The whole “ivory tower” criticism isn’t new, so I won’t belabor the point. But I will point out two consequences of intellectualism’s separation from practical reality.

First, intellectuals don’t often tend to be great people. Morally, I mean. Tolstoy left his wife in a lurch when he gave up his wealth. Marx knocked up one of his servants and then kicked her out of his house. Rousseau abandoned his children. Even Ayn Rand (whom I love) could be accused of being cultlike in her control of her intellectual circle. Those are just the notable ones – it’s fair to say that most of the mediocre “public intellectuals” we have aren’t exactly action heroes. While they may not be especially bad, they aren’t especially good on the whole.

There seems to be some link between a career which rewards abstract thought (without regard for action) and the mediocre or downright bad lifestyle choices of our most famous intellectuals.

The second major problem with intellectuals springs from the fact that nearly everything the intellectual does is intensely self-conscious. Whether it’s a philosopher reflecting on his inability to find love and theorizing about the universe accordingly or an American sociologist writing about the decline of American civilization, the intellectual is reflecting back upon what’s wrong with himself or his culture or his situation constantly, usually in a way that creates a strong sense of mental unease or even anguish.

Have you ever seen an intellectual coming from an obvious place of joy? The social commentators are almost always operating from malaise and malcontent, which almost always arise from a deep self-consciousness.

Of course it’s anyone’s right to start overthinking what’s the matter with the world, and to feel bad as a result. The real problem is that the intellectual insists on making it his job to convince everyone else to share in his self-conscious state of misery, too.

How many Americans would know, believe, or care that “America” or “Western Civilization” was declining if some intellectual hadn’t said so? How many working class people, or women, or men would believe they are “oppressed”? How many humans would be staying up at night asking themselves whether reality is real? Both are utterly foreign to the daily experience of real, commonsense human life. And while the intellectual may draw on real examples in his theories, he’s usually not content to allow for the exceptions and exemptions which are inevitable in a complex world: his intellectual theory trumps experience. The people must *believe* they are oppressed, or unfulfilled, or unenlightened, or ignorant of the “true forms” of this, that, or the other.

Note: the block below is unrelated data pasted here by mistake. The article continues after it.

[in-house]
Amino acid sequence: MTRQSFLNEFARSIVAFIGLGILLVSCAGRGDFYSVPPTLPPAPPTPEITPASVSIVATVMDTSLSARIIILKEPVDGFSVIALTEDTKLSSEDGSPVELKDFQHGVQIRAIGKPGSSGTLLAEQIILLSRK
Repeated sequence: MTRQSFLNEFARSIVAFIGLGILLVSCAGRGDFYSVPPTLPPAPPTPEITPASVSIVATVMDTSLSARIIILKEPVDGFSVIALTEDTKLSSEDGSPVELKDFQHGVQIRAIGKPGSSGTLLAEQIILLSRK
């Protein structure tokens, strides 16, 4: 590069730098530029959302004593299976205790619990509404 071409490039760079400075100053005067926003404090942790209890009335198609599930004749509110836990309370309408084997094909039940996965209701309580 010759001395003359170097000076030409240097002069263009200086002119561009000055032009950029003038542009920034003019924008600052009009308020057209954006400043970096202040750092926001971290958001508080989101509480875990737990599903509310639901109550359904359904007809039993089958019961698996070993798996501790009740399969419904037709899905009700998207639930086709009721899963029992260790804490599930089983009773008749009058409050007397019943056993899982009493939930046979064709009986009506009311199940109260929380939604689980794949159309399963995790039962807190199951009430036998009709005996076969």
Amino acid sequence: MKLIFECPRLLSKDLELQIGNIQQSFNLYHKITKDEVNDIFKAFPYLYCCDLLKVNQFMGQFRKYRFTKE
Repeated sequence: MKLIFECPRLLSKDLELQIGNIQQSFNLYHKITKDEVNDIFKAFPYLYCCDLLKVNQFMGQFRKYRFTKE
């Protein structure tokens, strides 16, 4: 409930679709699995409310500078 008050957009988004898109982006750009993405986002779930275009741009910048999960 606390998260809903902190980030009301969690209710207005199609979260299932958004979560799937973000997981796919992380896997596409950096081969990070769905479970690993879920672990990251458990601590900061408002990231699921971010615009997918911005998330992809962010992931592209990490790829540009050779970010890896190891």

I’m wary of big intellectual theories for this reason, and increasingly partial to the view that wisdom comes less from thinking in a dark corner and more from living in the sunshine and the dirt. The real measure of many of these theories is how quickly they are forgotten or dismantled when brought out into daily life.

People who use their intellects to act? The best in the world. But intellectuals who traffic solely in ideas-about-what’s-wrong for their careers? More often than not, they are more miserable and not-very-admirable entertainers than they are net benefactors to the world.

The ability to think philosophically is important. But that skill must be used in the arena. Produce art. Produce inventions. Be kind. Action is the redemption of intellectualism.

Disclaimers

*By “intellectuals,” I don’t mean scientists. On the humanities side, I don’t even mean artists. The problem isn’t artists: it’s art critics. It’s not scientists: it’s people who write about the “state of science.”

There are exceptions to the bad shows among intellectuals, but usually these are the intellectuals who are busy fighting the bad, ideas of other intellectuals: people like Ludwig von Mises fighting the ideas of classical socialism, or . The best ideas to come from people like this are ideas which don’t require people to believe in them.*

And don’t get me wrong: this is as much a mea culpa as a criticism of others. I’ve spent much of my life headed down the path of being an intellectual. I’m starting to realize that it’s a big mistake.

Originally published at JamesWalpole.com.

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Coronavirus: Politically Created Panic is the Real Pandemic

As of early March, there were fewer than 200 confirmed cases of the COVID-19 coronavirus in the United States. Nonetheless Congress passed, and US president Donald Trump signed, an $8.3 billion “emergency funding” bill theoretically related to containing the disease.